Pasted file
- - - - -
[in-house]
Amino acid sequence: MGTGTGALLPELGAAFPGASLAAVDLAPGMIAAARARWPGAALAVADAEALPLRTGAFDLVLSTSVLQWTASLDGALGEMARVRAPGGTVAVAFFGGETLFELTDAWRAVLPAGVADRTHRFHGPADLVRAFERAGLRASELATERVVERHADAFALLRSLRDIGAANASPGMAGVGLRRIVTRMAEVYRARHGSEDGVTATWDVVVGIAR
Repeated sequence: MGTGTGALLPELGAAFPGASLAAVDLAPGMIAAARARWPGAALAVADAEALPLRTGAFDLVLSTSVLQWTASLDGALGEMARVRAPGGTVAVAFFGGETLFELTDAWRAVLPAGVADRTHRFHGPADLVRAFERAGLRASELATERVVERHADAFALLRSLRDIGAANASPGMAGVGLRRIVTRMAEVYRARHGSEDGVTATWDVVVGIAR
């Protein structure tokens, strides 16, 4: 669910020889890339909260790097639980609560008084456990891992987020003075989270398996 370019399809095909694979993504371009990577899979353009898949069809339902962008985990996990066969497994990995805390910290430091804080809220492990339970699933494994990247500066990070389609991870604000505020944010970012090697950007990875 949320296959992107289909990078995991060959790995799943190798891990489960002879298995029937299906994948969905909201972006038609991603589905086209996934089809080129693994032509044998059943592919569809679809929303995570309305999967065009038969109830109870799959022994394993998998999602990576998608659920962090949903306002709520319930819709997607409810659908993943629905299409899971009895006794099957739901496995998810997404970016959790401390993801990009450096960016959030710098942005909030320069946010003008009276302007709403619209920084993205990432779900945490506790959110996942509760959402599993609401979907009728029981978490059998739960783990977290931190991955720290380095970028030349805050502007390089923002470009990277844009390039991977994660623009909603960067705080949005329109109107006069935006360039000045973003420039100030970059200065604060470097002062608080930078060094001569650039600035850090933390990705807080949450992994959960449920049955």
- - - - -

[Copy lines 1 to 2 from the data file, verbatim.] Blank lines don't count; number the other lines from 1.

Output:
[in-house]
Amino acid sequence: MGTGTGALLPELGAAFPGASLAAVDLAPGMIAAARARWPGAALAVADAEALPLRTGAFDLVLSTSVLQWTASLDGALGEMARVRAPGGTVAVAFFGGETLFELTDAWRAVLPAGVADRTHRFHGPADLVRAFERAGLRASELATERVVERHADAFALLRSLRDIGAANASPGMAGVGLRRIVTRMAEVYRARHGSEDGVTATWDVVVGIAR